Q: My 2003 Volkswagen Passat calls for tires with an H speed rating. For replacements I'm getting conflicting advice. I'm told dropping to an S rating will save me money, provide a quieter and smoother ride and yield longer tread life. The other view is handling and braking will suffer. For a nonaggressive driver in a nonperformance vehicle, can you help sort out how much better the handling and braking really are?—Raf Frankel, Sanibel, Fla.
A: Speed-rating charts for tires might get more laughs than the average party joke because of the overkill they reflect. How many people drive pickup trucks and minivans at 150 mph, after all? In your case the H rating means you can safely drive your wagon at 130 mph. Moving to an S-rated tire drops the top speed to 112 mph, which probably still gives you enough of a safety cushion. While it is true that higher-rated tires typically help vehicles turn and stop more effectively, the difference may not be worth the added cost and hassle of replacing pricier tires more often.
Q: My 2004 Audi A4 V6 has 90,000 miles. It was recommended to change the timing belt at 75,000 miles. I have not done that yet. It is very expensive to replace this belt. Do you think this is a necessary repair since my car is handling and sounding fine?—Howard Keys, Traverse City, Mich.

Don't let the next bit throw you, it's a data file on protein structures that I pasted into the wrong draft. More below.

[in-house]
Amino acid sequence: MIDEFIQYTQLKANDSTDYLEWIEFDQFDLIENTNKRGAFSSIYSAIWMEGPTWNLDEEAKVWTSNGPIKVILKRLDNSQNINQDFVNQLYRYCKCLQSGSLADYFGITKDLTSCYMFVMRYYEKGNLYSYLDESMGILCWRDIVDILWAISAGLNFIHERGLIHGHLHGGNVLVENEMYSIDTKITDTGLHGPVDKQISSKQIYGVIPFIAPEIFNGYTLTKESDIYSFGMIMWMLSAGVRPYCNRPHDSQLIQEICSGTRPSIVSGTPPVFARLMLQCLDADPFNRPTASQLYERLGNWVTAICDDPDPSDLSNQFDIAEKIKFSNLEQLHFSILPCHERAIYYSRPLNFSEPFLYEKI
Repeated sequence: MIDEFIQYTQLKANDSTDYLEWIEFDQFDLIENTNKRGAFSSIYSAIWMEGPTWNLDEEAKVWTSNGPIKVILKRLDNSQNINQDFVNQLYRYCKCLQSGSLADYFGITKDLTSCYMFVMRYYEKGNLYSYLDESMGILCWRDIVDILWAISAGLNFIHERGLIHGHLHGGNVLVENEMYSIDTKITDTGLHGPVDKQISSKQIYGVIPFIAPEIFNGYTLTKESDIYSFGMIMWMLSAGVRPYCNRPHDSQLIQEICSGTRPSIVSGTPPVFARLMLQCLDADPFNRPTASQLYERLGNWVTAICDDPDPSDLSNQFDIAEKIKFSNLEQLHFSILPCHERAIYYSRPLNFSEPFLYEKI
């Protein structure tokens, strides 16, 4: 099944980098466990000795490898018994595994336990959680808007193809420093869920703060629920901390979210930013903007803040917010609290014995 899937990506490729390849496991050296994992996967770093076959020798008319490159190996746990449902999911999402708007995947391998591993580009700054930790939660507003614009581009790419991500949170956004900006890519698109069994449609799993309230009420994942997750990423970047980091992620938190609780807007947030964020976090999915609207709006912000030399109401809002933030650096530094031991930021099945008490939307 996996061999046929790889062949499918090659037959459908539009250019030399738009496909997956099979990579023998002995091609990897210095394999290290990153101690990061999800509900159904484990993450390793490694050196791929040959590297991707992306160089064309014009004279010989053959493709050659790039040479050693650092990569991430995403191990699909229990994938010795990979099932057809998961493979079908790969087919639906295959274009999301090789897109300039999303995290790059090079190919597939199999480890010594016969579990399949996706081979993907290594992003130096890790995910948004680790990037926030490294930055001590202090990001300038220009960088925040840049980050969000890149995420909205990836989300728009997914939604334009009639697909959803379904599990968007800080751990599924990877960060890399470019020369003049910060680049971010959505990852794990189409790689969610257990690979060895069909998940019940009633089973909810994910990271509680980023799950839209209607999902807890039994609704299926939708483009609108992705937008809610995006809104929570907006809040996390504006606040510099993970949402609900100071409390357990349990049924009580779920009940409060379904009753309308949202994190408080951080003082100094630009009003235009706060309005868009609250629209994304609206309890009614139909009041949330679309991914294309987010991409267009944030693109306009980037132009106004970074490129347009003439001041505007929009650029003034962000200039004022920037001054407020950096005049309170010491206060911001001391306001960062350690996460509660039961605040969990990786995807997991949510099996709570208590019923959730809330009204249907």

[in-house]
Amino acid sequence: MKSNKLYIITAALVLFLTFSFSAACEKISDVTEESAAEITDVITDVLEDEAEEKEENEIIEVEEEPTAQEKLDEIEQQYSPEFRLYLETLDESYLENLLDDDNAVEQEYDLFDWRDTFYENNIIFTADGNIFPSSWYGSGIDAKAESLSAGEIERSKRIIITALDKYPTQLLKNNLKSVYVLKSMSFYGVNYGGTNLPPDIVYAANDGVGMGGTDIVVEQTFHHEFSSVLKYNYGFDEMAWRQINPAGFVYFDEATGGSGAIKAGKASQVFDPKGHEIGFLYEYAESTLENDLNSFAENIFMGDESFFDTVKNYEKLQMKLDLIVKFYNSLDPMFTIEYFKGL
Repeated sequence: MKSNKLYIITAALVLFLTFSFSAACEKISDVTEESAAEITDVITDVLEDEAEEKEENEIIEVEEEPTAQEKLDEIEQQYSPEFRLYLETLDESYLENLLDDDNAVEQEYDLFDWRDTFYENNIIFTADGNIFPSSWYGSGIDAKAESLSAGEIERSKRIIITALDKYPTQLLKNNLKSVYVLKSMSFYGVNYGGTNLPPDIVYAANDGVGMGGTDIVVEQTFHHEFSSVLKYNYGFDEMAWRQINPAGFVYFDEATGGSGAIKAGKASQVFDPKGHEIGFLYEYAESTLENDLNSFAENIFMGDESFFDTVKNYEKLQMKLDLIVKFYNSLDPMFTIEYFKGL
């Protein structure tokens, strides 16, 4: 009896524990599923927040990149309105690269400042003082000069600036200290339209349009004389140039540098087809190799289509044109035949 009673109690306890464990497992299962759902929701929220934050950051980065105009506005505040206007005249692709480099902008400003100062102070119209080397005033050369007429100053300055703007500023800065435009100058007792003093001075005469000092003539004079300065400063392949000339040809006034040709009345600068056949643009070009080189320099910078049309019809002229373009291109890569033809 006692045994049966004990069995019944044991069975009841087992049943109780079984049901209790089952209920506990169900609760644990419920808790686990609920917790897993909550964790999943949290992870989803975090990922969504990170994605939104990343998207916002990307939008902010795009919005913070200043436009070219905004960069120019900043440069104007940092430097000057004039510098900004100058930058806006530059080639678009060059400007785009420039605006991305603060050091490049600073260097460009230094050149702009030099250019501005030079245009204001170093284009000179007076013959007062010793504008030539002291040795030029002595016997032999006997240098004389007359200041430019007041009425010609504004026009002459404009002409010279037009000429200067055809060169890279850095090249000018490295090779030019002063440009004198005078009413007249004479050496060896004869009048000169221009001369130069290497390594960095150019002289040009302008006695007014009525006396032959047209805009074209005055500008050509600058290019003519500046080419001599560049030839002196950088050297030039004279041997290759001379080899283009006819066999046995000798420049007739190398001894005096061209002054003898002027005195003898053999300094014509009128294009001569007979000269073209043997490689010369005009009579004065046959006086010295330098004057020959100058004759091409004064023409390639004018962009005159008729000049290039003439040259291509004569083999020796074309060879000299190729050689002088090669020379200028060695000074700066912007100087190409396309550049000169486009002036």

A: People familiar with Audi and its history of timing-belt trouble would say you are living on the final minutes of borrowed time.
A few years ago the car maker settled a class-action lawsuit about belt problems on A4s slightly older than yours, but some people believe the belt systems may be fragile on later cars as well. You should call your mechanic.
Q: When I take my 2007 Toyota Solara convertible to the carwash, the owner always recommends waxing it two to three times a year, which I have never done. What are your recommendations on car waxing?—Molly Alger, Westport, Conn.
A: Waxing is a good practice in part because it forces drivers to wash their cars. It also protects your paint and keeps the car looking better longer. I think two to three times a year is generous and once a year is still pretty good.
Q: I own a 2007 Mercedes C280 4MATIC and just took it for a 75,000-mile service. I asked about tire rotation and was told by the mechanic that four-wheel-drive cars don't need tire rotation. Upon inspection the right rear tire has significant wear compared with the others. Should I just demand the rotation of a least the two rear tires?—Peter Prest, Marble Cliff, Ohio
A: The rule of thumb on all-wheel-drive cars is to rotate the rear tires to the same side on the front and move the front tires to the opposite side in the back.
Follow directions for your specific tires, as asymmetric or unidirectional tread designs, or front and rear tires that are different sizes, can limit your rotation options.—Email email@example.com